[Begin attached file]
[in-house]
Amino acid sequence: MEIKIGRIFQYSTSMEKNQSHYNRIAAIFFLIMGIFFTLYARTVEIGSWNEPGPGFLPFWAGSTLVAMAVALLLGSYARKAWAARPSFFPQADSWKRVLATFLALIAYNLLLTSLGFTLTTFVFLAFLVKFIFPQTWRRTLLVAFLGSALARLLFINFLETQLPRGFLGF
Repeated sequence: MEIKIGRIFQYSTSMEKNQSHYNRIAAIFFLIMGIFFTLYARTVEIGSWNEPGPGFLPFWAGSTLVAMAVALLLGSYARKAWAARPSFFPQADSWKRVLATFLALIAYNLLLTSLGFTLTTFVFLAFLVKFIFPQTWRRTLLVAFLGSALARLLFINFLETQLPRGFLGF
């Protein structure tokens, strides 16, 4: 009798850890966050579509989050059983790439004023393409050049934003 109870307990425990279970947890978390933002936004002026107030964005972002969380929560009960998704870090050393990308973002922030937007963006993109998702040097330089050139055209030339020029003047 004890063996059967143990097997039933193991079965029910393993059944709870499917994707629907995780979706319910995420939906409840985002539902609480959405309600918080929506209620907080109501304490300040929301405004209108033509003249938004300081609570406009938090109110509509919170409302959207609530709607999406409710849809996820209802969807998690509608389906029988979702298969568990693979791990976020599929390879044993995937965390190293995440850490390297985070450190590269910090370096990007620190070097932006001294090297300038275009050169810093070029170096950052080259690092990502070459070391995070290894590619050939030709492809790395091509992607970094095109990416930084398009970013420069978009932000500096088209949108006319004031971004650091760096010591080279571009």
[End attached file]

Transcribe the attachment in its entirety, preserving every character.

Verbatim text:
[in-house]
Amino acid sequence: MEIKIGRIFQYSTSMEKNQSHYNRIAAIFFLIMGIFFTLYARTVEIGSWNEPGPGFLPFWAGSTLVAMAVALLLGSYARKAWAARPSFFPQADSWKRVLATFLALIAYNLLLTSLGFTLTTFVFLAFLVKFIFPQTWRRTLLVAFLGSALARLLFINFLETQLPRGFLGF
Repeated sequence: MEIKIGRIFQYSTSMEKNQSHYNRIAAIFFLIMGIFFTLYARTVEIGSWNEPGPGFLPFWAGSTLVAMAVALLLGSYARKAWAARPSFFPQADSWKRVLATFLALIAYNLLLTSLGFTLTTFVFLAFLVKFIFPQTWRRTLLVAFLGSALARLLFINFLETQLPRGFLGF
């Protein structure tokens, strides 16, 4: 009798850890966050579509989050059983790439004023393409050049934003 109870307990425990279970947890978390933002936004002026107030964005972002969380929560009960998704870090050393990308973002922030937007963006993109998702040097330089050139055209030339020029003047 004890063996059967143990097997039933193991079965029910393993059944709870499917994707629907995780979706319910995420939906409840985002539902609480959405309600918080929506209620907080109501304490300040929301405004209108033509003249938004300081609570406009938090109110509509919170409302959207609530709607999406409710849809996820209802969807998690509608389906029988979702298969568990693979791990976020599929390879044993995937965390190293995440850490390297985070450190590269910090370096990007620190070097932006001294090297300038275009050169810093070029170096950052080259690092990502070459070391995070290894590619050939030709492809790395091509992607970094095109990416930084398009970013420069978009932000500096088209949108006319004031971004650091760096010591080279571009």